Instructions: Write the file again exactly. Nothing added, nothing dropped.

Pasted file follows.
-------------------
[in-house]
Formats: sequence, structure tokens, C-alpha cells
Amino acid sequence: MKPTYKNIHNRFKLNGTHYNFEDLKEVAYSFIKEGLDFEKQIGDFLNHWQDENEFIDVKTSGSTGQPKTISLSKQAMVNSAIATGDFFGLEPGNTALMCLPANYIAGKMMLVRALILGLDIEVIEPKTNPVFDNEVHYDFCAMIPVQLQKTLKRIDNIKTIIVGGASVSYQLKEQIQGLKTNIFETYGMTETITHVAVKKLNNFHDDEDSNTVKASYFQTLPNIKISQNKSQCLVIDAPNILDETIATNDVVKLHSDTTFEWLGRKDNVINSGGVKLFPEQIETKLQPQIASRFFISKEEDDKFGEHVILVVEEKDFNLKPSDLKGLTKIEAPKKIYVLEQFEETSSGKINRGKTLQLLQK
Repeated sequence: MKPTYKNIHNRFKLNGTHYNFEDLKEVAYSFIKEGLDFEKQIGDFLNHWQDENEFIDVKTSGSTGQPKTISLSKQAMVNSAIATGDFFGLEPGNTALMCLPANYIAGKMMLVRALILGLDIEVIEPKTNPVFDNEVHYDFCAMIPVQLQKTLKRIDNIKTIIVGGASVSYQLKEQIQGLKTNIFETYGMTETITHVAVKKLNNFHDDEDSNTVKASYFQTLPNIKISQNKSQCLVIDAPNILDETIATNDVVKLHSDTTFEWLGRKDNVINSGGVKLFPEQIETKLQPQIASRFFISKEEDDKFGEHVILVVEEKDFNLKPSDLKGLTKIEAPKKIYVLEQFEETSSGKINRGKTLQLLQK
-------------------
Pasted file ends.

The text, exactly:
[in-house]
Formats: sequence, structure tokens, C-alpha cells
Amino acid sequence: MKPTYKNIHNRFKLNGTHYNFEDLKEVAYSFIKEGLDFEKQIGDFLNHWQDENEFIDVKTSGSTGQPKTISLSKQAMVNSAIATGDFFGLEPGNTALMCLPANYIAGKMMLVRALILGLDIEVIEPKTNPVFDNEVHYDFCAMIPVQLQKTLKRIDNIKTIIVGGASVSYQLKEQIQGLKTNIFETYGMTETITHVAVKKLNNFHDDEDSNTVKASYFQTLPNIKISQNKSQCLVIDAPNILDETIATNDVVKLHSDTTFEWLGRKDNVINSGGVKLFPEQIETKLQPQIASRFFISKEEDDKFGEHVILVVEEKDFNLKPSDLKGLTKIEAPKKIYVLEQFEETSSGKINRGKTLQLLQK
Repeated sequence: MKPTYKNIHNRFKLNGTHYNFEDLKEVAYSFIKEGLDFEKQIGDFLNHWQDENEFIDVKTSGSTGQPKTISLSKQAMVNSAIATGDFFGLEPGNTALMCLPANYIAGKMMLVRALILGLDIEVIEPKTNPVFDNEVHYDFCAMIPVQLQKTLKRIDNIKTIIVGGASVSYQLKEQIQGLKTNIFETYGMTETITHVAVKKLNNFHDDEDSNTVKASYFQTLPNIKISQNKSQCLVIDAPNILDETIATNDVVKLHSDTTFEWLGRKDNVINSGGVKLFPEQIETKLQPQIASRFFISKEEDDKFGEHVILVVEEKDFNLKPSDLKGLTKIEAPKKIYVLEQFEETSSGKINRGKTLQLLQK